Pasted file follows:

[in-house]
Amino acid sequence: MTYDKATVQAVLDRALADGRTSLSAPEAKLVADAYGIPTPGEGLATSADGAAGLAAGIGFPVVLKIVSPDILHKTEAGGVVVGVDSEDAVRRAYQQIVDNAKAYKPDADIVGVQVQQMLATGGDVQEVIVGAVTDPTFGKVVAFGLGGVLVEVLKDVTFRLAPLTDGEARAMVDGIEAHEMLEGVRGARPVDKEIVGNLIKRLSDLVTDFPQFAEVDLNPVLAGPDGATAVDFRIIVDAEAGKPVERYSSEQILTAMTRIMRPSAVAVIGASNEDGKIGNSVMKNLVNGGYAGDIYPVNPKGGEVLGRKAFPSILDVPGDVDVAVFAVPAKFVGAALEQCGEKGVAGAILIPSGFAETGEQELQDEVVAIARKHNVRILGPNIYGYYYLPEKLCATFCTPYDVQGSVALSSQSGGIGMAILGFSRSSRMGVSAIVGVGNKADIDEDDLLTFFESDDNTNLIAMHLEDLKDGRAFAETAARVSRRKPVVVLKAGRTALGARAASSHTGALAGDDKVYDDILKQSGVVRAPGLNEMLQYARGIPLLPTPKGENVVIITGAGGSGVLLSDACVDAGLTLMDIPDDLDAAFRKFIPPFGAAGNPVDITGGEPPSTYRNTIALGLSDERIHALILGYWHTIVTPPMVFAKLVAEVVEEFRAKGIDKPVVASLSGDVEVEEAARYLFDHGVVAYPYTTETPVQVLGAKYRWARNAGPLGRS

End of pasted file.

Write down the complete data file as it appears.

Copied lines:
[in-house]
Amino acid sequence: MTYDKATVQAVLDRALADGRTSLSAPEAKLVADAYGIPTPGEGLATSADGAAGLAAGIGFPVVLKIVSPDILHKTEAGGVVVGVDSEDAVRRAYQQIVDNAKAYKPDADIVGVQVQQMLATGGDVQEVIVGAVTDPTFGKVVAFGLGGVLVEVLKDVTFRLAPLTDGEARAMVDGIEAHEMLEGVRGARPVDKEIVGNLIKRLSDLVTDFPQFAEVDLNPVLAGPDGATAVDFRIIVDAEAGKPVERYSSEQILTAMTRIMRPSAVAVIGASNEDGKIGNSVMKNLVNGGYAGDIYPVNPKGGEVLGRKAFPSILDVPGDVDVAVFAVPAKFVGAALEQCGEKGVAGAILIPSGFAETGEQELQDEVVAIARKHNVRILGPNIYGYYYLPEKLCATFCTPYDVQGSVALSSQSGGIGMAILGFSRSSRMGVSAIVGVGNKADIDEDDLLTFFESDDNTNLIAMHLEDLKDGRAFAETAARVSRRKPVVVLKAGRTALGARAASSHTGALAGDDKVYDDILKQSGVVRAPGLNEMLQYARGIPLLPTPKGENVVIITGAGGSGVLLSDACVDAGLTLMDIPDDLDAAFRKFIPPFGAAGNPVDITGGEPPSTYRNTIALGLSDERIHALILGYWHTIVTPPMVFAKLVAEVVEEFRAKGIDKPVVASLSGDVEVEEAARYLFDHGVVAYPYTTETPVQVLGAKYRWARNAGPLGRS